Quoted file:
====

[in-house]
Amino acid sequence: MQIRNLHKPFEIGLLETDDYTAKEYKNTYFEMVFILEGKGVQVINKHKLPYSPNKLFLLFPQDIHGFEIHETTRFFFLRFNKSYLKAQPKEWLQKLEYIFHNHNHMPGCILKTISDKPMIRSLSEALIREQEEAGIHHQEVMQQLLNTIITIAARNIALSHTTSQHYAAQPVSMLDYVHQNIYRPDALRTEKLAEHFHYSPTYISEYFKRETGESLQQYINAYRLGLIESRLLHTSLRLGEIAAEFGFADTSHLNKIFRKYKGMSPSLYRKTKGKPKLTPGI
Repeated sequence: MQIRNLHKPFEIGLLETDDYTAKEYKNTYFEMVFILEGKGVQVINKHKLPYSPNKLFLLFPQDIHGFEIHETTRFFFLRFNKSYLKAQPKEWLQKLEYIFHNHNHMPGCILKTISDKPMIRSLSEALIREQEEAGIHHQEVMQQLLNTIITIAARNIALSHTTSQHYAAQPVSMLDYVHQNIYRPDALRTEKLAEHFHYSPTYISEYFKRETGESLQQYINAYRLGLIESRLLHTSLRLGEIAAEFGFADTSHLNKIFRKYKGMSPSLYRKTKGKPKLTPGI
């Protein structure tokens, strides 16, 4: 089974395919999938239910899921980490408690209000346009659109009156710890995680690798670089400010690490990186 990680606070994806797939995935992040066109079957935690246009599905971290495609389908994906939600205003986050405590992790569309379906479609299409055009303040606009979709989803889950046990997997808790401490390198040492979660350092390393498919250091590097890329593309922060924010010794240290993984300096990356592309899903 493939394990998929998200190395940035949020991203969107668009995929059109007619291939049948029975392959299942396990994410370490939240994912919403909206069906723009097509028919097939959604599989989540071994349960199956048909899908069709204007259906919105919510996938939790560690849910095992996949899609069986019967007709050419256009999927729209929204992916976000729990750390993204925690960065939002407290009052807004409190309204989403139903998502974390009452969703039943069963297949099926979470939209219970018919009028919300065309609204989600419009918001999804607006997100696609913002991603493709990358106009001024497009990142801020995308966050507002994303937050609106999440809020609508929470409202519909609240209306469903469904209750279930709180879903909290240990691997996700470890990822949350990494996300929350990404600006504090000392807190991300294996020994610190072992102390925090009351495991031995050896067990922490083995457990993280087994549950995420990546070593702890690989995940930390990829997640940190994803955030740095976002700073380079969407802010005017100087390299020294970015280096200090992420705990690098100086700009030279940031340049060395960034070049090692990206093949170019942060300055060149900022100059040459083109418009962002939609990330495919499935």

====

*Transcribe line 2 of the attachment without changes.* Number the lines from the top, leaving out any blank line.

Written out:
Amino acid sequence: MQIRNLHKPFEIGLLETDDYTAKEYKNTYFEMVFILEGKGVQVINKHKLPYSPNKLFLLFPQDIHGFEIHETTRFFFLRFNKSYLKAQPKEWLQKLEYIFHNHNHMPGCILKTISDKPMIRSLSEALIREQEEAGIHHQEVMQQLLNTIITIAARNIALSHTTSQHYAAQPVSMLDYVHQNIYRPDALRTEKLAEHFHYSPTYISEYFKRETGESLQQYINAYRLGLIESRLLHTSLRLGEIAAEFGFADTSHLNKIFRKYKGMSPSLYRKTKGKPKLTPGI